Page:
The congregation reached a milestone late in 1925 by the employment of an outstanding minister and leader, A. B. Lipscomb. A man of some means, he was formerly president of David Lipscomb College in Nashville, Tennessee and editor of the Gospel Advocate magazine. None of the present older generation of members can recall how such an outstanding man was hired; yet a more suitable candidate for the first full-time evangelist could not have been found, since in addition to his preaching skills, he was also a civic leader. When Lipscomb arrived, George Claus, who had preached at Central Avenue for many years, was serving as an elder together with Jim O. Wisenbaker, M. L. Strong, and R. E. Dasher. The deacons were Dr. J. M. Smith, S. A. Smith, M. J. Paine, G. R. McGowan, and W. L. Goodloe. Significantly, in 1926, in their first recorded meeting with Lipscomb, they discussed building up congregations in Bainbridge, Waycross, and Leesburg, Florida. Shortly afterward, Claus offered his resignation as an elder, although it was not immediately accepted, and took a preaching position in Tampa, Florida.

Evidently the coming of Lipscomb gave impetus to a movement to enlarge the building. In September, a building committee composed of Dr. J. M. Smith, M. J. Paine, J. A. Smart, and, a short time later, W. W. Dasher, was constituted to begin planning for additional classrooms. The present building, it was discovered, had been built over the property line, but T. M. Smith, the owner, said that they could get another twenty-five feet of land for expansion. The committee therefore made plans to add twenty-five feet to the length of the auditorium and eight classrooms. The cost of the project was set at $3,500, later increased to $4,000, and a committee consisting of M. J. Paine, Dr. J. M. Smith, C. I. Harrell, J. A. McLeod, R. E. Dasher, and G. R. McGowan began rising the money. Jack Smart served as the superintendent of construction. Within three months, $3,220 had been subscribed. The planners wanted to complete the work by May, 1927, so R. E. Dasher and others guaranteed collection of the full amount as the work proceeded. The completed structure was the brown stucco building that some present members remember. The effort strained finances a bit; in November, a small indebtedness remained, and the treasury had a balance of only $83, the smallest amount in two years.

Yet, resources were available for the various pursuits of the church. They maintained an account with Boone Dairy to provide milk for the children of needy families. Occasionally they provided tuition for indigent students at Dasher Bible School as well as funds for chairs and other equipment. The congregation turned its attention to missions in China in 1928, and soon expenditures began for Japan, Africa, and Cuba.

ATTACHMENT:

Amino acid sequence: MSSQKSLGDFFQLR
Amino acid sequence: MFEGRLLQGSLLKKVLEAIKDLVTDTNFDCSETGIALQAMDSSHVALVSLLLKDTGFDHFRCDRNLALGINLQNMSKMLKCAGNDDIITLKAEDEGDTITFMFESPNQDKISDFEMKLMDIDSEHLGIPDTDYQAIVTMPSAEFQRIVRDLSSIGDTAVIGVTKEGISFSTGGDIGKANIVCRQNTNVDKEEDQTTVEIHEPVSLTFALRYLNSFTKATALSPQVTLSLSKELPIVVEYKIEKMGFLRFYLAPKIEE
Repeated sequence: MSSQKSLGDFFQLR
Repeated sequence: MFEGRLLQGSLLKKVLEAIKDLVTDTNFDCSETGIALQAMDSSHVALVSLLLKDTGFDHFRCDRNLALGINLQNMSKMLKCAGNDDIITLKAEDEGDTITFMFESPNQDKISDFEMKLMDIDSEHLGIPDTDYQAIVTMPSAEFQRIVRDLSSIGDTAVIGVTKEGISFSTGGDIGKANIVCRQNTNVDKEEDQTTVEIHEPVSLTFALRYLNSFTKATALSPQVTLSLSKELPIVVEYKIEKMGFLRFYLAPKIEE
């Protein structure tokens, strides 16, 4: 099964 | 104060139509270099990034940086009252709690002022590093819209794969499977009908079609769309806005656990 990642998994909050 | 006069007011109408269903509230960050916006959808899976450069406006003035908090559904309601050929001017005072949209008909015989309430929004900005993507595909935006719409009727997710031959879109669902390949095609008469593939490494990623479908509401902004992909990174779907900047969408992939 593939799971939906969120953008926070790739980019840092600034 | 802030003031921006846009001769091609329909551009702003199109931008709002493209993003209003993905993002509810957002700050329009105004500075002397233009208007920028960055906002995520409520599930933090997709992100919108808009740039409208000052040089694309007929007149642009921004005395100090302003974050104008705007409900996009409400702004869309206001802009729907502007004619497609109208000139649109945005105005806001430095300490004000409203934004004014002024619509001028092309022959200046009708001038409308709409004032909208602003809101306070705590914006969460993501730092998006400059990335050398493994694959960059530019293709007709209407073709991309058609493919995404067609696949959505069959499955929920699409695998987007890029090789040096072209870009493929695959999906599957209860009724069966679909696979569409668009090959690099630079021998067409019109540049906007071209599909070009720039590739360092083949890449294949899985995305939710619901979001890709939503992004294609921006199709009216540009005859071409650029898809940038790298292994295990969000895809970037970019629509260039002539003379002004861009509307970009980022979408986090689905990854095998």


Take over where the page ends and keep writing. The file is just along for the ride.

The paramount concern in efforts at evangelism were the areas of Georgia and Florida adjacent to Valdosta. The Christian Church in Quitman was about to lose their property and approached the Central Avenue elders about giving a deed in return for assuming some obligations that were in arrears. The elders agreed, appointed trustees for the property, and began paying the bills. Dr. J. M. Smith loaned money for repairs on the Quitman building, Jack Smart once more headed up the group making repairs, and the indefatigable Robert Lester, Sr. from Dasher began preaching there with continued financial backing. Support payments also flowed to Pinetta, Perry, Tallahassee, Greenville, and Jacksonville, Florida and to Bainbridge, Hazlehurt, Savannah, Cordele, Moultrie, Brunswick, and Waycross, Georgia.

The 1930's 
A striking evangelistic success occurred when the congregation sponsored Marshall Keeble, an ingenious black evangelist, in meetings in the African-American community of Valdosta. Apparently, George Claus initiated the concept, and the results in 1930 were astonishing. Keeble, accompanied by Luke Miller, baptized 163 persons; Miller remained to work with the group, and within a year it grew by another 125 members; and when Keeble returned the next year, the young congregation grew by another 163. The Central Avenue Church then made a down payment on a building located on Adair Street, and the African-American church steadily expanded its presence in the city.